6 Energy-Efficient Home Improvements for 2014
Start the new year on the right foot by improving the energy efficiency of your home
If you aren’t happy with how much you spent on utilities last year, now is your chance to make some changes that should result in lower bills for 2014. In order to know which of the following 6 energy-efficient home improvements will deliver the best result in your home, it is highly recommended to get a home performance audit from the experts at General Heating & Air Conditioning. We’ll go over every inch of your HVAC system and building envelope with you and identify any cost-saving improvements that could help your home become more energy-efficient. The following 6 improvements are a good place to start.
Seal Doors & Windows
Cracks and gaps around windows and doors are significant sources of energy loss in many homes. If you want to improve your home energy efficiency, make sure your doors and windows have good tight seals. If it’s time to upgrade to new windows anyway, consider windows with wood frames rather than aluminum ones, since wood is a better insulator.
Some experts have estimated that half of American homes are underinsulated. Since lack of insulation can cause your home to lose heat in the winter and absorb heat in the summer, naturally you want to make sure you have sufficient high-quality insulation in your home. Attic insulation in particular is often lacking. Watch out for degraded insulation in homes more than 30 years old.
Seal Duct Leaks
Duct leaks are another major contributor to poor home energy efficiency. In addition to letting heated or cooled air escape before it reaches its destination, duct leaks can also introduce dusty, dirty air into your living spaces. Simply sealing up duct leaks can improve your energy efficiency by 25 to 40 percent.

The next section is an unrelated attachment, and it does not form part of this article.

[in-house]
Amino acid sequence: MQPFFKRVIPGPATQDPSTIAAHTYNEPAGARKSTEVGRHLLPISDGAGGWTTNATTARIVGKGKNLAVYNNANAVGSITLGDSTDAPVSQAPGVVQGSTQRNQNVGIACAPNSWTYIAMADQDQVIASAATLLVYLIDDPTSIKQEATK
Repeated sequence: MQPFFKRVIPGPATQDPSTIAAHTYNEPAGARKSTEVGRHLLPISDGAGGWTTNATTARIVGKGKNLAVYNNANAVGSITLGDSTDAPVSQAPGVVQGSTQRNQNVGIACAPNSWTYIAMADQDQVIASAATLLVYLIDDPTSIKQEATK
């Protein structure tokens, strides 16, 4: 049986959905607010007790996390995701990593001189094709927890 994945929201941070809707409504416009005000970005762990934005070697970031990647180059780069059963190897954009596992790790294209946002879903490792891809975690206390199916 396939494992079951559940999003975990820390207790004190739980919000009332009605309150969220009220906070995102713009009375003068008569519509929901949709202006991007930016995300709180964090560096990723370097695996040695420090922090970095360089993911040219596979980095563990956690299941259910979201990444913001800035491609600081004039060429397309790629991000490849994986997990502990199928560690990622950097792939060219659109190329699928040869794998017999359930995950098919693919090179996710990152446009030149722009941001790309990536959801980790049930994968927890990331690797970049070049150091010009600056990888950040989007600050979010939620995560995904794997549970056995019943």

Get a Programmable Thermostat
In most cases, you can add a programmable thermostat to your existing HVAC system for as little as $30. A programmable thermostat can more than pay for itself in energy savings by helping to prevent waste. For instance, if you are away at work all day you probably don’t need to keep your AC set at 70 that whole time. Instead, you can program your thermostat so that the AC shuts off when you leave in the morning and then kicks back on a few hours before you normally return home. This will save energy without affecting your comfort.
An HVAC system that allows you to create separate zones within your home can also deliver big savings on your utility bills. For example, you might have different zones for each floor of your home. Because you can set different temperatures for each zone, you can avoid heating the downstairs while you’re upstairs asleep.
Upgrade to an ENERGY STAR System
If you have a furnace that is over 15 years old or a heat pump or air conditioner that is over 10 years old, you can probably reap significant energy savings by upgrading to a new, high-efficiency model. ENERGY STAR appliances in particular are certified to deliver excellent energy efficiency.